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Tunisia coalition rejects amending election commission law

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The Tunisians for Democracy Coalition yesterday rejected a presidential decree to amend the basic law of the country’s election commission, saying the decree “completely cancels the commission’s independence” and represents a “departure from the constitution”, Anadolu reported.

The coalition, which includes human rights activists and politicians who oppose the decisions taken by President Kais Saied since 25 July, said in a statement that the presidential decree consolidates the de facto authority, and strips credibility from any future election.

“The unconstitutional decree represented an announcement that Saied would put take control of the electoral commission and grant its members absolute immunity for the next four years. This represents a clear indication of his true intentions regarding his electoral calendar, which includes a referendum and legislative and presidential elections supervised by his independent supreme electoral authority,” the coalition said in a statement.

The statement added that “the system of autocracy continues to expand and devour constitutional institutions and independent bodies”.”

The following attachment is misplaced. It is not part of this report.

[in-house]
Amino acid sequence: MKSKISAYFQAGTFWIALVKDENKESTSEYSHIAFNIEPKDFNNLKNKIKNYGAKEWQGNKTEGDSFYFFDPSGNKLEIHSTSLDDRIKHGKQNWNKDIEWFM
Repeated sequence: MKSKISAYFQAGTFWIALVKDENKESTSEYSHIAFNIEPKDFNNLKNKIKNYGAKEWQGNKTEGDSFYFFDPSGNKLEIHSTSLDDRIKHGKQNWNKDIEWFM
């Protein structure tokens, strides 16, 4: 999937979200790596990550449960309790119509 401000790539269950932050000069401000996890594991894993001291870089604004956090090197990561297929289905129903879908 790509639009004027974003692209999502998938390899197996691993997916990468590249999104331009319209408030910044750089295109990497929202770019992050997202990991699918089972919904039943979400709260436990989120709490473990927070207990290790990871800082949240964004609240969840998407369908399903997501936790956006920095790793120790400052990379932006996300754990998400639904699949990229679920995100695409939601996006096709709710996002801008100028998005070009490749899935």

The Tunisian authorities did not comment on the coalition’s statement.

The elections commission was established in 2011 as a constitutional body which supervises general elections. It comprises nine independent members elected by parliament based on the two-third majority vote.

On Friday, Saied issued a decree to amend the basic law of the country’s elections commission known as the Independent High Authority for Elections.

Under the decree, the commission will be reformed to include seven members, including three judges and an information specialist, all appointed by the president himself.

The new decree also gives power to Saied to appoint the head of the elections commission and to relieve any of the commissions’ members.

Source: Middle East Monitor 

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